Moving toward aerial mobility: behind the scenes of the Airbus and RATP partnership

The news from these last few weeks hasn’t gone unnoticed. The giants of air travel (Airbus) and road/rail (RATP) are working together to offer a flying shuttle service. With this new mode of public transportation, it’ll be possible to travel by air between work and home.

Transportation has so far only been designed for land. However, it would seem that recent technological advances in terms of artificial intelligence and the improvement of drones have given the RATP some ideas.

 

Flying shuttles in parisian sky, dream or truth ?

These two companies mostly retain their own expertise: each in their own domain. However, airways are currently only used for long trips covering many kilometers. It seems to be a daring, if not risky, proposition.

Another obstacle is the French government, which prohibits all aircraft flying over the capital for security reasons. It’s quite a blow for the transportation giants, who nevertheless don’t seem too worried. If the system isn’t denied, flying shuttles will be able to serve the suburbs, thus freeing up the Parisian transportation networks.

 

Airbus and RATP: friends or foes with respect to mobility?

In addition, priorities differ.

According to Catherine Guillouard, CEO of the RATP, developing a new mobility and new services for the cities of tomorrow must be a priority. If the test phase proves to be successful, the project will be deployed internationally, and users will be able to benefit from this service for 1-2€ per kilometer.

Guillaume Faury, Executive President of Airbus, prefers to advocate for its security. He’s not concerned about the development of this partnership; he does, however, insist on the need to integrate this new system into the daily lives of Parisians. Indeed, for him, there’s no point in continuing if safety is not an integral part of the project.

 

A five-year period full of promises

Airbus and the RATP are giving themselves five years to put this concept of flying shuttles into service in the Île-de-France region. Five years seems a bit short in light of the design and construction of one or more prototypes and several possible tests,

especially since the project is so ambitious. These shuttles must have enough space to transport up to six passengers. The most attentive among you will notice that we’re not talking about drivers; only passengers, as these shuttles will also be fully autonomous.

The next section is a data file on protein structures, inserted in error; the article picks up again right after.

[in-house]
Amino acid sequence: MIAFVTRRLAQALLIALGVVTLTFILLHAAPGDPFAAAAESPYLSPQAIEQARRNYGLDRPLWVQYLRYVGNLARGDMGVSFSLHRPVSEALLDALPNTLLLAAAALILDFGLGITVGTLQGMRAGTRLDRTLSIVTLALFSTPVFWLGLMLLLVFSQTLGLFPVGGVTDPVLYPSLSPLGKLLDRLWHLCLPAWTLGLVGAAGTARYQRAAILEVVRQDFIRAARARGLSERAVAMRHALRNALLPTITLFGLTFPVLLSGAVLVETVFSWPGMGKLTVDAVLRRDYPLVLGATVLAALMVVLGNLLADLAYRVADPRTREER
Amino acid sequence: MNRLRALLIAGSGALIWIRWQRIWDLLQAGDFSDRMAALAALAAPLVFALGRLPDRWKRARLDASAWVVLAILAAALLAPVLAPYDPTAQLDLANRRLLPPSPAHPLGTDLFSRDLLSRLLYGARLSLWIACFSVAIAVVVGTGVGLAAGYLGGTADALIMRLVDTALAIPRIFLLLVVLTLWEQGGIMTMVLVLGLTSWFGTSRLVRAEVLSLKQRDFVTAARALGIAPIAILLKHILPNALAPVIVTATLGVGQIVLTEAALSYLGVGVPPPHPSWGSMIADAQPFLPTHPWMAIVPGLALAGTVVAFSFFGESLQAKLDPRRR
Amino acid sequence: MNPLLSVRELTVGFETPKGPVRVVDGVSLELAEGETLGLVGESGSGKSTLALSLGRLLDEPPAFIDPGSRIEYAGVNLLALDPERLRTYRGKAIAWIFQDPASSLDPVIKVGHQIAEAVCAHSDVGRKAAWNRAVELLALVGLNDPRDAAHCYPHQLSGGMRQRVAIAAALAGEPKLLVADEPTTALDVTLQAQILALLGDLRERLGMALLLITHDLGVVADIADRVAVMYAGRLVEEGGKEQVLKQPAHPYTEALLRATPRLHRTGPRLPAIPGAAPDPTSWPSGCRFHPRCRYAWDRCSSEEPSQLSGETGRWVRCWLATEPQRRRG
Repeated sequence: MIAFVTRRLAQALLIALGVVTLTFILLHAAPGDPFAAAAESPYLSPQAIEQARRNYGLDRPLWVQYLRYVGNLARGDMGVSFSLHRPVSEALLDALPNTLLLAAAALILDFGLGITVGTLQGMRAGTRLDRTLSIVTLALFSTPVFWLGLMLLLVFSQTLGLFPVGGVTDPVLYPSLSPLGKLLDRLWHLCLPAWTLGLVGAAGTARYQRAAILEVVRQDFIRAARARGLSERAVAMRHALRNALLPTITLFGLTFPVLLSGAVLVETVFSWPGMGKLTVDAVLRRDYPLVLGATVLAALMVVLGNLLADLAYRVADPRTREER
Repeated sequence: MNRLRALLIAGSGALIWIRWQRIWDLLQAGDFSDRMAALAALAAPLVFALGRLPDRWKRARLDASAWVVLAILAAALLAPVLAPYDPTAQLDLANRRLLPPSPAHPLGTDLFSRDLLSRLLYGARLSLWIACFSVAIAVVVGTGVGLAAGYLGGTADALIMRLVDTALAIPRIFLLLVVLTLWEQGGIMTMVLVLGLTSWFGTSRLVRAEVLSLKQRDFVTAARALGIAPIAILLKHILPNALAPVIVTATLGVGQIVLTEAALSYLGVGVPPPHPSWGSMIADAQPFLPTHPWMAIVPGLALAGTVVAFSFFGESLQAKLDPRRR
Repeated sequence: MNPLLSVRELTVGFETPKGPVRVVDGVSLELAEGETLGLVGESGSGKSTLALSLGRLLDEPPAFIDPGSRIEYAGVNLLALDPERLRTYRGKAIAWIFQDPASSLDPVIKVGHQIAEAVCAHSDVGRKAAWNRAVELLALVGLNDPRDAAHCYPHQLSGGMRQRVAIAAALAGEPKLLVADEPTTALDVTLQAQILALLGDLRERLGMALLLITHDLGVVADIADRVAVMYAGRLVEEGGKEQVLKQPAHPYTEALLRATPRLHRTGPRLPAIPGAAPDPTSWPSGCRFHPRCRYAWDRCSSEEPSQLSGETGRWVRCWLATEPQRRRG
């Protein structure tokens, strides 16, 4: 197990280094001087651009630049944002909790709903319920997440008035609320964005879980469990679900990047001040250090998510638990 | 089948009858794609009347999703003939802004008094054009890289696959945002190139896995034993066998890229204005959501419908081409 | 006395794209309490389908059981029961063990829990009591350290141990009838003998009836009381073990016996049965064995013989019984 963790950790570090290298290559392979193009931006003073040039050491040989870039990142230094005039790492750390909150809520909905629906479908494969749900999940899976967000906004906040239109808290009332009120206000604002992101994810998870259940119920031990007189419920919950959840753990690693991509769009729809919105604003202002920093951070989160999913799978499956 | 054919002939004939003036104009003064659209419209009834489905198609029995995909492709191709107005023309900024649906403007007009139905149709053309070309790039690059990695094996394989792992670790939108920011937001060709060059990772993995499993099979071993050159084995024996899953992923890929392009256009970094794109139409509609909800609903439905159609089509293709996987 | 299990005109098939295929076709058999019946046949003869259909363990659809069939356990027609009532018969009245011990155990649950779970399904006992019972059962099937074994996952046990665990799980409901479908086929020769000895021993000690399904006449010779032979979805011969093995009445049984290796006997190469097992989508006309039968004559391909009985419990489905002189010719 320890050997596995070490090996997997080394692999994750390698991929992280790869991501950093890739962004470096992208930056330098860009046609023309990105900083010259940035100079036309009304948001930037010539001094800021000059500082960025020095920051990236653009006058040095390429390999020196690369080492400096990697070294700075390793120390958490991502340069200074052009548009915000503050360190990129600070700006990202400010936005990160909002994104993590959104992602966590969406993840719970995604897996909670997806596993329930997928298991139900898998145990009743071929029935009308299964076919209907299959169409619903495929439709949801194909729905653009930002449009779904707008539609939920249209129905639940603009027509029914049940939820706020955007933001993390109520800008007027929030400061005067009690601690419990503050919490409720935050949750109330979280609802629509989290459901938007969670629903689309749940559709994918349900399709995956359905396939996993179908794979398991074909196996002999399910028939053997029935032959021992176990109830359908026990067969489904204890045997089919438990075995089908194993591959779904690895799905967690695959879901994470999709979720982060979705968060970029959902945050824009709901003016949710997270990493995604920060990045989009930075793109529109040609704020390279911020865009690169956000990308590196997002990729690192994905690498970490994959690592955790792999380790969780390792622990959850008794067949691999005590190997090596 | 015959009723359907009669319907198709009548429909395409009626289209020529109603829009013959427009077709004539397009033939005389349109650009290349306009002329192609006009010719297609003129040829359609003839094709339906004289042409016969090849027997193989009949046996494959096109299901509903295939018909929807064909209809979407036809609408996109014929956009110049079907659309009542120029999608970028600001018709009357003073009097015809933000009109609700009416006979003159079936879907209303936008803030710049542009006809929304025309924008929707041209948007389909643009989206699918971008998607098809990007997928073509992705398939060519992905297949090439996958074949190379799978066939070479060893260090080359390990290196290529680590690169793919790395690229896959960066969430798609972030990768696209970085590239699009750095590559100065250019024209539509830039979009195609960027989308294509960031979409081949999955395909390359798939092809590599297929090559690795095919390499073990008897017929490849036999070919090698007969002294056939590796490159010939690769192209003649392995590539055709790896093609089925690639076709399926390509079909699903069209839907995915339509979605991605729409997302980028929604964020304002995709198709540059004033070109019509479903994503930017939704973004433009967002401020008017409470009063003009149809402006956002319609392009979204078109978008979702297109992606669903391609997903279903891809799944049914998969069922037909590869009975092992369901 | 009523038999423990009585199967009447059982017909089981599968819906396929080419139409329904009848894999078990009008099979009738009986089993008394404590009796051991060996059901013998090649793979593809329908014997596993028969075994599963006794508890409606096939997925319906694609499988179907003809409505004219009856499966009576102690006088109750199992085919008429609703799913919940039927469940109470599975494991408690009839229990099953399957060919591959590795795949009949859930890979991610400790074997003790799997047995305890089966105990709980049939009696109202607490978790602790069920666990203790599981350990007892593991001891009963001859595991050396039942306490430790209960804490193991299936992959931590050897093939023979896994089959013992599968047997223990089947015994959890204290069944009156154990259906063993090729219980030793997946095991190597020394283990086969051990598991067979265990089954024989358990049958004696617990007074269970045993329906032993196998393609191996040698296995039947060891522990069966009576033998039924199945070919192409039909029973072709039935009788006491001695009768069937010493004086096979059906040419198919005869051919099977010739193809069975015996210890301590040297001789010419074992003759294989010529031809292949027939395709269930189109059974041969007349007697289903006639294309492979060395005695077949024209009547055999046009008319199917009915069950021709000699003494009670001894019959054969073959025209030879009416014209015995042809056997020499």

No reason to fear! You’ll recall that autonomy with respect to public transportation is no longer a novelty in France. Île-de-France has already shown this to be true with its numerous tramways and metro lines 1 and 14. In the long term, the objective is for the region to automate all the most-traveled metro lines.

 

Île-de-France, the big winner in this collaboration

Indeed, the region’s first goal is to cut road traffic in half by 2050. Freeway congestion remains a real headache in Île-de-France, and air pollution is becoming so bad that Ile-de-France regularly organizes days on which transportation in the area is free. Encouraging and facilitating public transportation remains a priority for the region.

According to our colleagues at Les Echos magazine, there are 250,000 drivers each day on Parisian streets.

 

After conquering the road, Uber wants to conquer space

And by space, we mean airspace. The public is surprised yet eager to see these transportation modes up and running. However, Airbus and RATP are not the only ones in the race.

Indeed, Uber has announced the opening of the ACTP (Advanced Technologies Centre – Paris) in Autumn 2019. This center, dedicated to the research and study of flying taxis, has a budget of 20 million euros spread out over 5 years. In the end, the ACTP wants to offer an urban aerial transportation solution at an affordable price, already called Uber Elevate.

 

 

So these days, it’s a battle between all the transportation market leaders. The winner will be the one who brings flying shuttles to market first.

It’s a race to the stars…or rather to the sky!

 

To read: Public transportation: moving toward autonomous mobility